Application of basic mathematical concepts is essential during service time, especially during peak service times; chefs need to monitor food supplies, make accurate calculations about available food supplies, and assess if the needs of patrons can be met.

For example, if grilled steak is a popular menu choice during a hectic service time, a chef needs to assess what supplies of steak are left. With 8 being grilled and 17 in the fridge, they need to use basic addition to know that grilled steak can only be served to 25 patrons.

2. To ensure the profitability of the kitchen.

The chef in charge of running the kitchen, usually the executive chef, must ensure that the kitchen is making a profit, and maths is critical in this role.

Maths is needed to keep track of overhead costs like labour, water and electricity, food costs, wastage and expenditure and balance these with prices charged to ensure the kitchen is sustainable and makes a profit.

Below are some examples of where maths is critical for ensuring the profitability of a kitchen. Maths is required for:

Costing menus.

To make a profit, correct pricing must be done for meals served. A chef needs to know how to do so and use maths to calculate the final cost charged to a patron for menu items.

To do this, a chef must know how to calculate the cost per serving of menu items and then add other fees like labour to arrive at a final price for a meal. Inaccurate pricing can cause a food establishment to run at a loss.

Making decisions in the interests of profitability.

Running a kitchen profitably means making many decisions to ensure profitability, and maths guide this decision-making.

For example, working out whether it’s more cost-effective to use frozen rather than fresh vegetables when catering for 200 people or whether it’s best to buy a whole fish from a fishmonger and have it cut and pay more when labour costs are included compared to buying it and letting your staff prepare the fish.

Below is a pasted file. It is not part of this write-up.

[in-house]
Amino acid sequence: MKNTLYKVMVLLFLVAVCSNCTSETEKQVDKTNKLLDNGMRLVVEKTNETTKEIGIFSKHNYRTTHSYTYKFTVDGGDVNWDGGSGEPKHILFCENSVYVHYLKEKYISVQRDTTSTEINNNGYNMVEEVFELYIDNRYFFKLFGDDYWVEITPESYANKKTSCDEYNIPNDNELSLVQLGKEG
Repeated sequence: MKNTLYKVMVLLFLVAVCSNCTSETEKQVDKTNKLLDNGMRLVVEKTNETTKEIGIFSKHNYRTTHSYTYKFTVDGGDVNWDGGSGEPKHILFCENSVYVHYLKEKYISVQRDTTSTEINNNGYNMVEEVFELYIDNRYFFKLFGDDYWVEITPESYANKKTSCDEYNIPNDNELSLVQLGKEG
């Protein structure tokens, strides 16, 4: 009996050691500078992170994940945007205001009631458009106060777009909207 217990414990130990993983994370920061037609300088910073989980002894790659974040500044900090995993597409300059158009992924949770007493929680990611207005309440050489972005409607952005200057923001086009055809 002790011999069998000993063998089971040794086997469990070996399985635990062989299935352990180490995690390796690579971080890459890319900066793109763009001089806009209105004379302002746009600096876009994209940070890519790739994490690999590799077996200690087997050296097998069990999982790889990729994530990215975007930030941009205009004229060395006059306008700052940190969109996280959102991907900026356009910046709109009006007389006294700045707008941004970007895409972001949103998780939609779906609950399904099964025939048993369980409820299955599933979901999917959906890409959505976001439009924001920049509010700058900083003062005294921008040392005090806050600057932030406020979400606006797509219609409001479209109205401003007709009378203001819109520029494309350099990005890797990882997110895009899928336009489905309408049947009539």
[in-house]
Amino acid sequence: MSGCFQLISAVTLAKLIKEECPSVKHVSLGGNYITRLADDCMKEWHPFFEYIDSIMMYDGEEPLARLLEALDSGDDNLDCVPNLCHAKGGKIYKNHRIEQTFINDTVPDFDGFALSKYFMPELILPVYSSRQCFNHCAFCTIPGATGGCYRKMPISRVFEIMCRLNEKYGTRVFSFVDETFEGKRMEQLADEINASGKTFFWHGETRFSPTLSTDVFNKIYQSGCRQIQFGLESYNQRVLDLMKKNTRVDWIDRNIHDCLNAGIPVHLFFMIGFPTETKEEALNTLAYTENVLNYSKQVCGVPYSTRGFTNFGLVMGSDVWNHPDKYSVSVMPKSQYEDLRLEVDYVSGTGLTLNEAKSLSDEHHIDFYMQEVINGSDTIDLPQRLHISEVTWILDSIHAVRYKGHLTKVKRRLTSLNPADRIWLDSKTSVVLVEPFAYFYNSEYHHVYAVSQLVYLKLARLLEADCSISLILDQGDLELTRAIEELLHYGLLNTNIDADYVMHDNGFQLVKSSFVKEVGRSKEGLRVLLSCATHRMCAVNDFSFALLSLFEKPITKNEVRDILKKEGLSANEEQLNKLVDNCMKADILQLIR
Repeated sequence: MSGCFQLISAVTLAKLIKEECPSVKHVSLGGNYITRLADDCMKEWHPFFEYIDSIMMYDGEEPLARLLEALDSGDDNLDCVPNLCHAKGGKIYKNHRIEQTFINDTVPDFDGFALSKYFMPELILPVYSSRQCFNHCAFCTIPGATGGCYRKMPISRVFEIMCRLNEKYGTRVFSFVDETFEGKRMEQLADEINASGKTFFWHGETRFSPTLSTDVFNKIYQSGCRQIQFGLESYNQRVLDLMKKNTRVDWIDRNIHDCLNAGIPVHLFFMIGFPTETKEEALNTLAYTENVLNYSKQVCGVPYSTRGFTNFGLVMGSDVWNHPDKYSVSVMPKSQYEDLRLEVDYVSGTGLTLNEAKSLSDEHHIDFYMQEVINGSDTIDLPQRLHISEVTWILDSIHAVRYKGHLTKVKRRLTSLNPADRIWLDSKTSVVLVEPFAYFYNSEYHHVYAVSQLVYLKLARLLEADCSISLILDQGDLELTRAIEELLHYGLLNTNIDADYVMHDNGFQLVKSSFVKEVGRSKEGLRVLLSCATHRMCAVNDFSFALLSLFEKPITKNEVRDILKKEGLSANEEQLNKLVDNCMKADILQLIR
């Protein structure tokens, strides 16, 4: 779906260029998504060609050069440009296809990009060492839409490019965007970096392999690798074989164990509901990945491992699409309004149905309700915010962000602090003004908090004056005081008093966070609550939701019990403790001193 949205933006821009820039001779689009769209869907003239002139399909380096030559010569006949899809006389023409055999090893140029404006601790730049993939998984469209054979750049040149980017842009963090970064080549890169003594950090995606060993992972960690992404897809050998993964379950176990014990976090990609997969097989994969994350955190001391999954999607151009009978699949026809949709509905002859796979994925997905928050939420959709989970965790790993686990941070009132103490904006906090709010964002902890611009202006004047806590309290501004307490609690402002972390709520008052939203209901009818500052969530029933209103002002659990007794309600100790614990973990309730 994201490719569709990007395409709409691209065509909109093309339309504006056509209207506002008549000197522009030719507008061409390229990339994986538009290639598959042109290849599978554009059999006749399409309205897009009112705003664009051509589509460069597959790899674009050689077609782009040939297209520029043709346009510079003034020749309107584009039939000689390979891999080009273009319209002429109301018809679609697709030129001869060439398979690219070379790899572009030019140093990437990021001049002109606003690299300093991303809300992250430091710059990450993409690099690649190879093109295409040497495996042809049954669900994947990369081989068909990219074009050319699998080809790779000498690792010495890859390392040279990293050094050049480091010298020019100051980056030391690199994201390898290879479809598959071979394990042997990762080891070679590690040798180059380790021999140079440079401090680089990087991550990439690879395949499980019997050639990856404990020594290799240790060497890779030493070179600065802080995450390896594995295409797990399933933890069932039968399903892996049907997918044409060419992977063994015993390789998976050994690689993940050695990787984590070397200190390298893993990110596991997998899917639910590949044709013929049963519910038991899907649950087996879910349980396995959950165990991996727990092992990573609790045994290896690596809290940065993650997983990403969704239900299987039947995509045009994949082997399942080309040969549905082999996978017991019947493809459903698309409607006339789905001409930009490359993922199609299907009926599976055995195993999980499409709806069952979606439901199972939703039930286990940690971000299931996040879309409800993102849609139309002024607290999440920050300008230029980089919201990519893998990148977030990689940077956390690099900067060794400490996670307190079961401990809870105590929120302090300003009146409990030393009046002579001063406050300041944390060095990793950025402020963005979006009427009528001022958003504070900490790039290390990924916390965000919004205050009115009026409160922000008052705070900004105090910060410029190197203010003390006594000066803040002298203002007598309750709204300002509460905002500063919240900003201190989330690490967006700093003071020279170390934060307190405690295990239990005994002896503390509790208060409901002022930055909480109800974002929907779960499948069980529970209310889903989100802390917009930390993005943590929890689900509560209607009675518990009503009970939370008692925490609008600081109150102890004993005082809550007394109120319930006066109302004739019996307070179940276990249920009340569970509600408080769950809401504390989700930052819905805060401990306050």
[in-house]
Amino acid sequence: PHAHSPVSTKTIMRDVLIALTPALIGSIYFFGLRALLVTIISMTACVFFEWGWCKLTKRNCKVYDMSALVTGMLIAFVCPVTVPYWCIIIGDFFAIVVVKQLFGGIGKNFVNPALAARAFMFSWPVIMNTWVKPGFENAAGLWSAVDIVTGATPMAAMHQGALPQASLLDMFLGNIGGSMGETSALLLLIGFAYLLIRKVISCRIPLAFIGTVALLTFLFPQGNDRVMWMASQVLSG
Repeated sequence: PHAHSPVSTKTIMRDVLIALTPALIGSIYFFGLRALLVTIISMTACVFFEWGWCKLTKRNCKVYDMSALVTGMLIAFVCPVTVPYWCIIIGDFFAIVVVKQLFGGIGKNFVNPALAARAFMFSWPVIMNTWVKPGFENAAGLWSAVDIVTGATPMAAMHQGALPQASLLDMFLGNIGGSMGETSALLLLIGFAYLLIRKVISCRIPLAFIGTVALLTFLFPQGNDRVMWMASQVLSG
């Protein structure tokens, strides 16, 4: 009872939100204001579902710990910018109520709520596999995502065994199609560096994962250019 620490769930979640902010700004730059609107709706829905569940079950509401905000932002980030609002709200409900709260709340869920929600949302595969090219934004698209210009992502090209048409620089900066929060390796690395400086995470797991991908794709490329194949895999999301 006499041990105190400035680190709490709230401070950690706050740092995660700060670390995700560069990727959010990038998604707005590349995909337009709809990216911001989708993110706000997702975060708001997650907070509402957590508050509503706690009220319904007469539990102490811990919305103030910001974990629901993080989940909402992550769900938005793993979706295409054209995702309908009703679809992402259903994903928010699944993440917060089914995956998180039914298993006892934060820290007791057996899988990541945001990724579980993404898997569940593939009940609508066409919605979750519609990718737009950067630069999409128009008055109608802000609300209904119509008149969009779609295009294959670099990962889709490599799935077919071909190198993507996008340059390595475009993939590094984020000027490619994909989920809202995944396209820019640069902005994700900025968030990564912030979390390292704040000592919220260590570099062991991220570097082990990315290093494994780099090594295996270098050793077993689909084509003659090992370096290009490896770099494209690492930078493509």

Ordering the correct amounts of food needed.

Ordering correctly prevents wastage, and making accurate calculations ensures that you do that.

For example, if you had to order 100 kg of mushrooms packed in 250g punnets in boxes containing eight punnets each. You would need to know that by multiplying 250g by 8, each box contains 2kg of mushrooms, and you will have to order 50 boxes of mushrooms.

A chef also needs to know how to accurately calculate the edible and waste portion of food items to order the suitable amount of food required.

For example, if a head of broccoli weighs 500g and the bits of the stalk that can’t be used are 100g, the total % waste must be calculated, and the chef needs to know how to do this. If the yield percentage of the head of broccoli is 80%, then the wastage is 20%. 

Calculating the yield % of food ingredients in a recipe informs decisions on the correct amounts to be purchased. Incorrect calculations can lead to having too much or little of a menu item.

3. To give you the edge in a culinary career.

Mastering culinary maths and being aware of how it can help your career can give you an edge in your culinary career. Here are some examples of this:

It prevents errors and ensures better cooking results.

Knowing mathematical and scientific principles helps you know which kitchen tools are best for achieving a task when making recipe conversions.

For example, knowing that one of the scientific properties of flour is that it is packed with air helps you understand that the best practice is to weigh out the amount of flour you need using a scale rather than a cup, as that will be more accurate. Operating here is the packing principle.

Not knowing that it’s best to weigh flour can lead to creating a flop in the event of a recipe requiring 1kg flour and you make a kg to cup conversion when for some reason or other, you don’t have a scale, without taking the packing principle of flour into account.

Creating new recipes.

Using maths, you can calculate the number of nutrients in menu items and create healthier meals that fulfil the recommended daily allowance for healthy eating.

You can, for example, create a meal with the correct proportion of protein food items like eggs and chicken to formulate a new food item that is healthy and meets the recommended daily allowance of protein.